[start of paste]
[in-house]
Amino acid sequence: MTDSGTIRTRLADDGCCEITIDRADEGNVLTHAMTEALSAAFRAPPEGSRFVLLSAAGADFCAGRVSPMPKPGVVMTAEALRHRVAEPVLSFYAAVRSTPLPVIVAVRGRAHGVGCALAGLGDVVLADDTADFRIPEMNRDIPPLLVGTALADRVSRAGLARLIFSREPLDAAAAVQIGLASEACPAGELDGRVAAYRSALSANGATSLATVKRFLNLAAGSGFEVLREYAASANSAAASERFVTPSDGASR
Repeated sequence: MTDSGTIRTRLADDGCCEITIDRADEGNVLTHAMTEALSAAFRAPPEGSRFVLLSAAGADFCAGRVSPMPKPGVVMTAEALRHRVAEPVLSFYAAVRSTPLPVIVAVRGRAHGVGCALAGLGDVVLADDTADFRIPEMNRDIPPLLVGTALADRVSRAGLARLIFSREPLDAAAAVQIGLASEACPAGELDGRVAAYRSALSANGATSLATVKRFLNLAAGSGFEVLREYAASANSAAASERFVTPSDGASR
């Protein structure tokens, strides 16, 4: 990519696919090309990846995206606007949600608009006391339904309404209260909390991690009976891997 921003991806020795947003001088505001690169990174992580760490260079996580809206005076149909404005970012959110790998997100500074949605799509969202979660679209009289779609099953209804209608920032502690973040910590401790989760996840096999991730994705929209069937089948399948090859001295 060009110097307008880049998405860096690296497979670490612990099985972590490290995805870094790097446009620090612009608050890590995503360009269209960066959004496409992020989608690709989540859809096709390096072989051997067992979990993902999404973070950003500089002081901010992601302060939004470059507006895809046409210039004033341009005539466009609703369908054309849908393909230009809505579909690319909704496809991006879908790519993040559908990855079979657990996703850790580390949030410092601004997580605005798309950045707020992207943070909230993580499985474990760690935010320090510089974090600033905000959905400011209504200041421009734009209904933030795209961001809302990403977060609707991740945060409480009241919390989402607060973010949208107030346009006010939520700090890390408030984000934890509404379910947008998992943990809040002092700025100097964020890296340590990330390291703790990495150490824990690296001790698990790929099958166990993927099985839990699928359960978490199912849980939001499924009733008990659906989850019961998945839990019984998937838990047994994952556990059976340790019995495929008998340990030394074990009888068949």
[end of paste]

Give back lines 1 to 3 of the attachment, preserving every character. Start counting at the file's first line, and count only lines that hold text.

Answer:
[in-house]
Amino acid sequence: MTDSGTIRTRLADDGCCEITIDRADEGNVLTHAMTEALSAAFRAPPEGSRFVLLSAAGADFCAGRVSPMPKPGVVMTAEALRHRVAEPVLSFYAAVRSTPLPVIVAVRGRAHGVGCALAGLGDVVLADDTADFRIPEMNRDIPPLLVGTALADRVSRAGLARLIFSREPLDAAAAVQIGLASEACPAGELDGRVAAYRSALSANGATSLATVKRFLNLAAGSGFEVLREYAASANSAAASERFVTPSDGASR
Repeated sequence: MTDSGTIRTRLADDGCCEITIDRADEGNVLTHAMTEALSAAFRAPPEGSRFVLLSAAGADFCAGRVSPMPKPGVVMTAEALRHRVAEPVLSFYAAVRSTPLPVIVAVRGRAHGVGCALAGLGDVVLADDTADFRIPEMNRDIPPLLVGTALADRVSRAGLARLIFSREPLDAAAAVQIGLASEACPAGELDGRVAAYRSALSANGATSLATVKRFLNLAAGSGFEVLREYAASANSAAASERFVTPSDGASR